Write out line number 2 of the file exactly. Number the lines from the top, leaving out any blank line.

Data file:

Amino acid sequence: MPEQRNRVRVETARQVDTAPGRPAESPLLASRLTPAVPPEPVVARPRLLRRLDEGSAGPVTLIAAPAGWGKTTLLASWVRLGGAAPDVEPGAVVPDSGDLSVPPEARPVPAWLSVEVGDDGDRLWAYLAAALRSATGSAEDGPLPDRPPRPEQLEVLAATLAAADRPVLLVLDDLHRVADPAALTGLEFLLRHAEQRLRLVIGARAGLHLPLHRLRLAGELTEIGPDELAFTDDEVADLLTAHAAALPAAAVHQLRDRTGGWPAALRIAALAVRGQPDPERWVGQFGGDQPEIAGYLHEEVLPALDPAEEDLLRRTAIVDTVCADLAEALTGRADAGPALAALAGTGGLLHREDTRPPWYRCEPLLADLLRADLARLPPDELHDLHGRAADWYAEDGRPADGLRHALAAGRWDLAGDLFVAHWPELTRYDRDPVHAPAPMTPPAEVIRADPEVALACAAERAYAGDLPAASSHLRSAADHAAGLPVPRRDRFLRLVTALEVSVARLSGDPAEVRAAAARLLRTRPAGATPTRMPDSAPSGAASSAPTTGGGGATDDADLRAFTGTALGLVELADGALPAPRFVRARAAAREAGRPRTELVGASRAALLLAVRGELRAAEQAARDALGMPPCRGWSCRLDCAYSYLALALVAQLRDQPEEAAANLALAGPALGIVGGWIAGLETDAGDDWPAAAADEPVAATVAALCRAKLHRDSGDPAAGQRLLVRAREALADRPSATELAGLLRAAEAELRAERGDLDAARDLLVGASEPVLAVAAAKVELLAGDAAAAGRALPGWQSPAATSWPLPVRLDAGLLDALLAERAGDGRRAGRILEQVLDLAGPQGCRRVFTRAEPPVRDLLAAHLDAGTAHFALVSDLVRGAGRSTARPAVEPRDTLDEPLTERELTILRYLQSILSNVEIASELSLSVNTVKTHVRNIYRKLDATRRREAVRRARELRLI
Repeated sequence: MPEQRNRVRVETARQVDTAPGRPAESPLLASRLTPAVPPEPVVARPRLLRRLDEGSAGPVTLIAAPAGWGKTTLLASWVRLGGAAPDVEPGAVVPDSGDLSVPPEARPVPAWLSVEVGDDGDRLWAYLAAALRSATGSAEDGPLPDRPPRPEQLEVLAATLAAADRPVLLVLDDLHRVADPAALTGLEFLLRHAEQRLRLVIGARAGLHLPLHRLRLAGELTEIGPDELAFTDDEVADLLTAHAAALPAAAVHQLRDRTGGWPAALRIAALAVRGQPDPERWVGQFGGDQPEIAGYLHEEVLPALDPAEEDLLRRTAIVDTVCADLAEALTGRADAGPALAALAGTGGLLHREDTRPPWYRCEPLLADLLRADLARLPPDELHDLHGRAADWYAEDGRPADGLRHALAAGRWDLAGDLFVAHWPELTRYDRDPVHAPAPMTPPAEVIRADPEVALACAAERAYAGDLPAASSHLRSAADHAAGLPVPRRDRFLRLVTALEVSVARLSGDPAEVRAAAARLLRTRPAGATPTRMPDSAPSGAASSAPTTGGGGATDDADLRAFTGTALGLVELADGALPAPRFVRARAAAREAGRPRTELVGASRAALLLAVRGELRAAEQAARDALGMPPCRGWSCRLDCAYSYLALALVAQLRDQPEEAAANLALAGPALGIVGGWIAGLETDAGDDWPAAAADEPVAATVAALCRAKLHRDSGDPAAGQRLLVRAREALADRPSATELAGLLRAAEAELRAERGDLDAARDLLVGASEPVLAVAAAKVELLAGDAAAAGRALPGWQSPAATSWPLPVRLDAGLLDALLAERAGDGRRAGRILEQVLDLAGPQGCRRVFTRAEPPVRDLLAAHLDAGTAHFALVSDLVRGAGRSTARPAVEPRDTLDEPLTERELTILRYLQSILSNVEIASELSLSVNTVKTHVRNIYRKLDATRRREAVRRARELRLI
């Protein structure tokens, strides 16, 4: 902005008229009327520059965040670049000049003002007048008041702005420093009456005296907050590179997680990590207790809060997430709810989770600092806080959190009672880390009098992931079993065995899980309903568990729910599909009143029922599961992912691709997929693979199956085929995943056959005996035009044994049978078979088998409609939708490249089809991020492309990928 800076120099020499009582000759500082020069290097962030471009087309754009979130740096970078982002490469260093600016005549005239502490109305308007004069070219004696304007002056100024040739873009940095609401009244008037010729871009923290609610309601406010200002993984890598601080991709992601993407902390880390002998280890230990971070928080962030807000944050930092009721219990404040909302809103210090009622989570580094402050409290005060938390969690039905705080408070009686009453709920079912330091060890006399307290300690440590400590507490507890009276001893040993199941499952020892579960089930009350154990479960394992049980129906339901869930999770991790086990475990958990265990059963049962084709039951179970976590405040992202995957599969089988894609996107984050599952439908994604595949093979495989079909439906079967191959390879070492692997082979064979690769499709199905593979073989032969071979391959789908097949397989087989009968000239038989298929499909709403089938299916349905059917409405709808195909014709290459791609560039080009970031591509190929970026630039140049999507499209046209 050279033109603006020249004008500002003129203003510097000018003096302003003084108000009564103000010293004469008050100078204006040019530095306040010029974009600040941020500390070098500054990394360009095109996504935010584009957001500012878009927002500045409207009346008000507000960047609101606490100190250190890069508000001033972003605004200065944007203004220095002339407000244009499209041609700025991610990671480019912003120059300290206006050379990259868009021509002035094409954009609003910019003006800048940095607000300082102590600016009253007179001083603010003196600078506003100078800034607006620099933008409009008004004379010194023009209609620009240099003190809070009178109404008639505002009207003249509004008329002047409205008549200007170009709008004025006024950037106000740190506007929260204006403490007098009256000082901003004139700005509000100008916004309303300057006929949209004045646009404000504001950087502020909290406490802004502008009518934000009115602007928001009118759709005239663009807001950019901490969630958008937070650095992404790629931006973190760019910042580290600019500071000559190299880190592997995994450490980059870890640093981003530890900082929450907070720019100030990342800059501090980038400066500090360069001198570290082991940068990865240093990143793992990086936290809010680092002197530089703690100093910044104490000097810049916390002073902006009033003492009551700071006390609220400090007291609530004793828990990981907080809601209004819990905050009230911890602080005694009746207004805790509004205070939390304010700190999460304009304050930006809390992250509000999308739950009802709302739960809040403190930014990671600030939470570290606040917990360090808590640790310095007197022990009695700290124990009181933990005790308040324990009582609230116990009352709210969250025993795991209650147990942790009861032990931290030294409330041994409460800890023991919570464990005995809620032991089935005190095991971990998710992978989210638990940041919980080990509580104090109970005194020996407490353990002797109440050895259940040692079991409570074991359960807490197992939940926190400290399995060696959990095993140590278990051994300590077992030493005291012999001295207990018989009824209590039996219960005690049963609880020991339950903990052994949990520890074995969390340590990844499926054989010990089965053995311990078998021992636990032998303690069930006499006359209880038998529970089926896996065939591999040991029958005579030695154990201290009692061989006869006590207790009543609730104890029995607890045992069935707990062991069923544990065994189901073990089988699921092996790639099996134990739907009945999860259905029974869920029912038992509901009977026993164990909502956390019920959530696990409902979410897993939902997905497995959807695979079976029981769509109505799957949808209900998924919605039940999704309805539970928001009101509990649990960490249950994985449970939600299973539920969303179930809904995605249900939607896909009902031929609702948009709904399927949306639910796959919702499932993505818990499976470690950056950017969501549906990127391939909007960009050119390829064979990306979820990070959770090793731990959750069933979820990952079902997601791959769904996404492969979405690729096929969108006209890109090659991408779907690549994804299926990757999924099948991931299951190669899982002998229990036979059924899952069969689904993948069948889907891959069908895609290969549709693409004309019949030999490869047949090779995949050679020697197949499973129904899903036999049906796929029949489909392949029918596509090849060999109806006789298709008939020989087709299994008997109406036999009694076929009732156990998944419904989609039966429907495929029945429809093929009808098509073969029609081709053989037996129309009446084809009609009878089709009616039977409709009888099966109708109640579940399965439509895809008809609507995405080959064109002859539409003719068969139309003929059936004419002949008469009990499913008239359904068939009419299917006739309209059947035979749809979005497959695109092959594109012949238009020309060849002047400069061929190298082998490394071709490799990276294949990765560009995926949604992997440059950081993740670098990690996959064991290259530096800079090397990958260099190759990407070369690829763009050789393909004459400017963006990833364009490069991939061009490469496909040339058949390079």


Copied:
Repeated sequence: MPEQRNRVRVETARQVDTAPGRPAESPLLASRLTPAVPPEPVVARPRLLRRLDEGSAGPVTLIAAPAGWGKTTLLASWVRLGGAAPDVEPGAVVPDSGDLSVPPEARPVPAWLSVEVGDDGDRLWAYLAAALRSATGSAEDGPLPDRPPRPEQLEVLAATLAAADRPVLLVLDDLHRVADPAALTGLEFLLRHAEQRLRLVIGARAGLHLPLHRLRLAGELTEIGPDELAFTDDEVADLLTAHAAALPAAAVHQLRDRTGGWPAALRIAALAVRGQPDPERWVGQFGGDQPEIAGYLHEEVLPALDPAEEDLLRRTAIVDTVCADLAEALTGRADAGPALAALAGTGGLLHREDTRPPWYRCEPLLADLLRADLARLPPDELHDLHGRAADWYAEDGRPADGLRHALAAGRWDLAGDLFVAHWPELTRYDRDPVHAPAPMTPPAEVIRADPEVALACAAERAYAGDLPAASSHLRSAADHAAGLPVPRRDRFLRLVTALEVSVARLSGDPAEVRAAAARLLRTRPAGATPTRMPDSAPSGAASSAPTTGGGGATDDADLRAFTGTALGLVELADGALPAPRFVRARAAAREAGRPRTELVGASRAALLLAVRGELRAAEQAARDALGMPPCRGWSCRLDCAYSYLALALVAQLRDQPEEAAANLALAGPALGIVGGWIAGLETDAGDDWPAAAADEPVAATVAALCRAKLHRDSGDPAAGQRLLVRAREALADRPSATELAGLLRAAEAELRAERGDLDAARDLLVGASEPVLAVAAAKVELLAGDAAAAGRALPGWQSPAATSWPLPVRLDAGLLDALLAERAGDGRRAGRILEQVLDLAGPQGCRRVFTRAEPPVRDLLAAHLDAGTAHFALVSDLVRGAGRSTARPAVEPRDTLDEPLTERELTILRYLQSILSNVEIASELSLSVNTVKTHVRNIYRKLDATRRREAVRRARELRLI